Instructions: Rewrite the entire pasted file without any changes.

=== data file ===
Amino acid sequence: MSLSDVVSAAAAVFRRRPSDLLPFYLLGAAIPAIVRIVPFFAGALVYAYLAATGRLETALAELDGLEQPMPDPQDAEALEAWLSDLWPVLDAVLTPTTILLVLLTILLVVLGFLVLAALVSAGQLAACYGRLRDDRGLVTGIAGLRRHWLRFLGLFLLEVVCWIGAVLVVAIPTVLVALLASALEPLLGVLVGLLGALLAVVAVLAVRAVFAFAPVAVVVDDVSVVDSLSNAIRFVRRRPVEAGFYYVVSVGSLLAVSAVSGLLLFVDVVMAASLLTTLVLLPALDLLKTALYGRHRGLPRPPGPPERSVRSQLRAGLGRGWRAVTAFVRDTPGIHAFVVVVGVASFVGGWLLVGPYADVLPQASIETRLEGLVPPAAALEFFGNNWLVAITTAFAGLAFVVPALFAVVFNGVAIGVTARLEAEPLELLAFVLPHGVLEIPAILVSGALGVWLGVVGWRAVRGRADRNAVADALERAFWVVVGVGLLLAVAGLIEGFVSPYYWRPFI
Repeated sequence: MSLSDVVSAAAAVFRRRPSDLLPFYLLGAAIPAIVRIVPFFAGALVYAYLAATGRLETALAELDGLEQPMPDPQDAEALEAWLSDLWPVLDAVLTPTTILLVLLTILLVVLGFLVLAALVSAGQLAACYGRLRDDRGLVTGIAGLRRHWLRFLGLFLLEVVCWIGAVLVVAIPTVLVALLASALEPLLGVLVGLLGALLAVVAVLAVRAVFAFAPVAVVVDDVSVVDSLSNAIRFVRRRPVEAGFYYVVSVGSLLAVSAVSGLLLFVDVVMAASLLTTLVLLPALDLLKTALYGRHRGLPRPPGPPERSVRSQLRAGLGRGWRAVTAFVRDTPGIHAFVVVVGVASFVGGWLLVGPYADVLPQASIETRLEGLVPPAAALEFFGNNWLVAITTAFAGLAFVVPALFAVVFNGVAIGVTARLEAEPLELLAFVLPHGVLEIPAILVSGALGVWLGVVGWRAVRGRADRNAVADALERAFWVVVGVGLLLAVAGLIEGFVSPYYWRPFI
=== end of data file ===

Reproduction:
Amino acid sequence: MSLSDVVSAAAAVFRRRPSDLLPFYLLGAAIPAIVRIVPFFAGALVYAYLAATGRLETALAELDGLEQPMPDPQDAEALEAWLSDLWPVLDAVLTPTTILLVLLTILLVVLGFLVLAALVSAGQLAACYGRLRDDRGLVTGIAGLRRHWLRFLGLFLLEVVCWIGAVLVVAIPTVLVALLASALEPLLGVLVGLLGALLAVVAVLAVRAVFAFAPVAVVVDDVSVVDSLSNAIRFVRRRPVEAGFYYVVSVGSLLAVSAVSGLLLFVDVVMAASLLTTLVLLPALDLLKTALYGRHRGLPRPPGPPERSVRSQLRAGLGRGWRAVTAFVRDTPGIHAFVVVVGVASFVGGWLLVGPYADVLPQASIETRLEGLVPPAAALEFFGNNWLVAITTAFAGLAFVVPALFAVVFNGVAIGVTARLEAEPLELLAFVLPHGVLEIPAILVSGALGVWLGVVGWRAVRGRADRNAVADALERAFWVVVGVGLLLAVAGLIEGFVSPYYWRPFI
Repeated sequence: MSLSDVVSAAAAVFRRRPSDLLPFYLLGAAIPAIVRIVPFFAGALVYAYLAATGRLETALAELDGLEQPMPDPQDAEALEAWLSDLWPVLDAVLTPTTILLVLLTILLVVLGFLVLAALVSAGQLAACYGRLRDDRGLVTGIAGLRRHWLRFLGLFLLEVVCWIGAVLVVAIPTVLVALLASALEPLLGVLVGLLGALLAVVAVLAVRAVFAFAPVAVVVDDVSVVDSLSNAIRFVRRRPVEAGFYYVVSVGSLLAVSAVSGLLLFVDVVMAASLLTTLVLLPALDLLKTALYGRHRGLPRPPGPPERSVRSQLRAGLGRGWRAVTAFVRDTPGIHAFVVVVGVASFVGGWLLVGPYADVLPQASIETRLEGLVPPAAALEFFGNNWLVAITTAFAGLAFVVPALFAVVFNGVAIGVTARLEAEPLELLAFVLPHGVLEIPAILVSGALGVWLGVVGWRAVRGRADRNAVADALERAFWVVVGVGLLLAVAGLIEGFVSPYYWRPFI